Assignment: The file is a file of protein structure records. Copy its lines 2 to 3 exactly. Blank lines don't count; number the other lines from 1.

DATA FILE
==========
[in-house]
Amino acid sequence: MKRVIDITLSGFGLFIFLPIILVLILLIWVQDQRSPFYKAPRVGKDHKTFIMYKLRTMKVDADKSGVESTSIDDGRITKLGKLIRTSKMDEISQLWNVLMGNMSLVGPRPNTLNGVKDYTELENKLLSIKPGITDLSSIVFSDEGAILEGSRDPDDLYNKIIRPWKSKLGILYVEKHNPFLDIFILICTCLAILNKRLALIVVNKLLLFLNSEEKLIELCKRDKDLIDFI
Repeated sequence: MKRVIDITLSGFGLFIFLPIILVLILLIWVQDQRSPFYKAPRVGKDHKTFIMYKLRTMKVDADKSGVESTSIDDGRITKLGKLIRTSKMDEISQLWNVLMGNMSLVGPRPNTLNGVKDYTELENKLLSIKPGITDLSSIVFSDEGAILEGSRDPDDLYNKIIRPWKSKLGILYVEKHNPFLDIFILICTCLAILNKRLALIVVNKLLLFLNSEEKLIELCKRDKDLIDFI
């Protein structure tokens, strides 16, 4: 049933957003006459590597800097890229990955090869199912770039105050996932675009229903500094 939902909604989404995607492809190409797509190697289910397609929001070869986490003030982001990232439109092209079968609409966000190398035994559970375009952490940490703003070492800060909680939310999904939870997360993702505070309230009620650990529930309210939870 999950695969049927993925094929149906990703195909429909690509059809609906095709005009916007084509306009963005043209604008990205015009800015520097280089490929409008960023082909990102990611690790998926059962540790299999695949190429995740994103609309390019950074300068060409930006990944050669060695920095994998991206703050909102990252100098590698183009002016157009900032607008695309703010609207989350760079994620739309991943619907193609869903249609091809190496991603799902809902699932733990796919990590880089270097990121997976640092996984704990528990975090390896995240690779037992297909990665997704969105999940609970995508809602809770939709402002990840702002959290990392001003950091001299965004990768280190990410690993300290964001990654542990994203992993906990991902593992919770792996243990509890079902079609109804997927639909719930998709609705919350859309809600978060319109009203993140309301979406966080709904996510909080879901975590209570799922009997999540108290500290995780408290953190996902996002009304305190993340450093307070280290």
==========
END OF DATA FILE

Amino acid sequence: MKRVIDITLSGFGLFIFLPIILVLILLIWVQDQRSPFYKAPRVGKDHKTFIMYKLRTMKVDADKSGVESTSIDDGRITKLGKLIRTSKMDEISQLWNVLMGNMSLVGPRPNTLNGVKDYTELENKLLSIKPGITDLSSIVFSDEGAILEGSRDPDDLYNKIIRPWKSKLGILYVEKHNPFLDIFILICTCLAILNKRLALIVVNKLLLFLNSEEKLIELCKRDKDLIDFI
Repeated sequence: MKRVIDITLSGFGLFIFLPIILVLILLIWVQDQRSPFYKAPRVGKDHKTFIMYKLRTMKVDADKSGVESTSIDDGRITKLGKLIRTSKMDEISQLWNVLMGNMSLVGPRPNTLNGVKDYTELENKLLSIKPGITDLSSIVFSDEGAILEGSRDPDDLYNKIIRPWKSKLGILYVEKHNPFLDIFILICTCLAILNKRLALIVVNKLLLFLNSEEKLIELCKRDKDLIDFI